God gives each of us abilities and expects us to use those abilities for the kingdom of God. But he is the power that enables those abilities to be used. He is the hand. I am simply the glove. We don’t have the power in ourselves to do anything for the cause of Christ. He alone is our strength. I needed to be reminded of that truth today.

I do believe God will help me to finish the book when it is time. But I also know that God wants me to understand how weak I really am. Oddly enough, there is a peace that comes when I understand I cannot accomplish the work of God through my human effort. I am pitifully weak. But God is powerful beyond my comprehension. Because I believe he is in control of every event that comes into my life, I believe he has orchestrated these past few weeks and months to bring me to this understanding. Once I understand that being weak is really what God prefers, I can let go of the desire to be strong for him. I can also let go of the self-condemning voice that whispers, “You’re a failure.” After all, it is in the failing that I realize how weak I really am. And that, my friends, is actually a very good place to be. I find strength when I understand my weakness.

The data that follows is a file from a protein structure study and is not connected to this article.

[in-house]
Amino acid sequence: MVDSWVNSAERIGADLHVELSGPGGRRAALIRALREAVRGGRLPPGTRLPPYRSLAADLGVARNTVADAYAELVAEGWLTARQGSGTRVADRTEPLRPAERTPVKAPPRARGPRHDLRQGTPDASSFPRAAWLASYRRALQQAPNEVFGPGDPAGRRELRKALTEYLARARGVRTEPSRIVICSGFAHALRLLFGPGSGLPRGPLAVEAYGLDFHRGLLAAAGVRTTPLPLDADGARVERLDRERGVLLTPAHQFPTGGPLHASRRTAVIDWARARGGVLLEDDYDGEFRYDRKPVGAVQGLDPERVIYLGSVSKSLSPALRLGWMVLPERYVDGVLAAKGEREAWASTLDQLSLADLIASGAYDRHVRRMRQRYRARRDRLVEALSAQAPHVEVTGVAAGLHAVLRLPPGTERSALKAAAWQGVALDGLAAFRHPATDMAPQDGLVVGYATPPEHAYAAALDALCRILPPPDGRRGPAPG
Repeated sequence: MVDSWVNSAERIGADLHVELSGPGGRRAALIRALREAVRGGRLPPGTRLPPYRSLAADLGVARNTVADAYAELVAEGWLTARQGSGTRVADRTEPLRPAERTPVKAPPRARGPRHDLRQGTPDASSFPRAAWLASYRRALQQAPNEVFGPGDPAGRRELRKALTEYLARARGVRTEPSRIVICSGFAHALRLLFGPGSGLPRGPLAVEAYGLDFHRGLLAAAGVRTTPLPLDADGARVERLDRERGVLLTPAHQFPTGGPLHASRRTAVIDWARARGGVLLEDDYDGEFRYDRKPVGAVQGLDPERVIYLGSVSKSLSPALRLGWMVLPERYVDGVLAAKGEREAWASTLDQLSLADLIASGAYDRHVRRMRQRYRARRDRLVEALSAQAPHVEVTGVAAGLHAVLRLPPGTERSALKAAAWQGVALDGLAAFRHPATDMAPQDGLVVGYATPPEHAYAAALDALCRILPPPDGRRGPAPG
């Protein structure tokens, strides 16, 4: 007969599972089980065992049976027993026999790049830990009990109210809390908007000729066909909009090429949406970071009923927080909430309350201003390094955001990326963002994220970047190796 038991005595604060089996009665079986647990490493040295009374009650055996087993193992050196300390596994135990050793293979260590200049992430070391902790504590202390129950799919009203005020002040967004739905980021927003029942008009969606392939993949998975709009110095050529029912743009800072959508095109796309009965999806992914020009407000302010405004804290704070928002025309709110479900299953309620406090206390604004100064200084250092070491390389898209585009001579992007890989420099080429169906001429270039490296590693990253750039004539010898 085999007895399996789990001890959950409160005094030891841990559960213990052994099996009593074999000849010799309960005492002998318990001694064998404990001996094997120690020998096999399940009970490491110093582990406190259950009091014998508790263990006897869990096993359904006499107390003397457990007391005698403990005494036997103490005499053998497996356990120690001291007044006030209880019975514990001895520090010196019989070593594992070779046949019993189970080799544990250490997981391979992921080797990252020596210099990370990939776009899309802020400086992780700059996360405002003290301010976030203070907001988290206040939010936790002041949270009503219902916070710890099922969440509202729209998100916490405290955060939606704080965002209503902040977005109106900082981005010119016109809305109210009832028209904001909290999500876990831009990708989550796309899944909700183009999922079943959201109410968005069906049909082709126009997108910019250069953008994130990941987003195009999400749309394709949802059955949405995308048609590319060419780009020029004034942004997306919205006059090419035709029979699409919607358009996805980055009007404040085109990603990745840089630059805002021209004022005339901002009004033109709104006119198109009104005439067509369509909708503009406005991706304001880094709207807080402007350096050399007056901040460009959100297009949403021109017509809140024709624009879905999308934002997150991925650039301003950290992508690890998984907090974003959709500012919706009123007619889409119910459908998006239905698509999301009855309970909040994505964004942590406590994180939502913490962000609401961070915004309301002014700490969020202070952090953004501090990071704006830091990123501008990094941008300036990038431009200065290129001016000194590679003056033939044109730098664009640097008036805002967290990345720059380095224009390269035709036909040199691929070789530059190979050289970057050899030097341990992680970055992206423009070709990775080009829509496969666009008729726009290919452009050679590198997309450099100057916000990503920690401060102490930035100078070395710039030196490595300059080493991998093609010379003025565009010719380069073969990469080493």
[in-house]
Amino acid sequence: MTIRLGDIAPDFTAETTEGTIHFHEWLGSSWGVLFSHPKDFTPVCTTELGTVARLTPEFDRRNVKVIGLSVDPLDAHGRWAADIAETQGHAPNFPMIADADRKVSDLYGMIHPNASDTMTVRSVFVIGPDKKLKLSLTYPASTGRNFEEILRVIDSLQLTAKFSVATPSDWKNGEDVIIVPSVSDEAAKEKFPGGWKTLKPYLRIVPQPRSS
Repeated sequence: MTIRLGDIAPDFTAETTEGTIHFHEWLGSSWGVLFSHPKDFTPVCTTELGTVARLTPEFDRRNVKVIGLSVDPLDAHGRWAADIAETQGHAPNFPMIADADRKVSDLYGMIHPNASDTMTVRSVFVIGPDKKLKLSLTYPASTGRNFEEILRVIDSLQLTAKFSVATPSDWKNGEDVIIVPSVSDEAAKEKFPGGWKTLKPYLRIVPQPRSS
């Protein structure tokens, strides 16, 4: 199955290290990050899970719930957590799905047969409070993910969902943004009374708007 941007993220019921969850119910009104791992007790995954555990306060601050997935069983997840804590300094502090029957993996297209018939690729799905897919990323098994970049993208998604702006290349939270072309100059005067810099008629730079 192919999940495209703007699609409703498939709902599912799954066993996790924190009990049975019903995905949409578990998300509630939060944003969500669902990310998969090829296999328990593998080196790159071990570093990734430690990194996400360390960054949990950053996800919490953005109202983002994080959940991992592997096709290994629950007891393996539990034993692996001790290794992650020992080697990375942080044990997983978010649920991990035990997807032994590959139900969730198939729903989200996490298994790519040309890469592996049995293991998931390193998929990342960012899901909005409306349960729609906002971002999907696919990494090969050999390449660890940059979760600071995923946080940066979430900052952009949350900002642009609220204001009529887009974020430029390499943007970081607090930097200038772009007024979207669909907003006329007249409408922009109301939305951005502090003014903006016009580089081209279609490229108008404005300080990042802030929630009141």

Friend, where are you at in your relationship with God today? Are you weak? God understands. It may be that he is bringing you to the understanding that his power is revealed in your weakness. Can you be content with that? I pray that you will. Consider these verses:

“Likewise the Spirit helps us in our weakness. For we do not know what to pray for as we ought, but the Spirit himself intercedes for us with groanings too deep for words” (Romans 8:26, ESV).

“But he said to me, ‘My grace is sufficient for you, for my power is made perfect in weakness.’ Therefore I will boast all the more gladly of my weaknesses, so that the power of Christ may rest upon me. For the sake of Christ, then, I am content with weaknesses…” (2 Corinthians 12:9,10, ESV).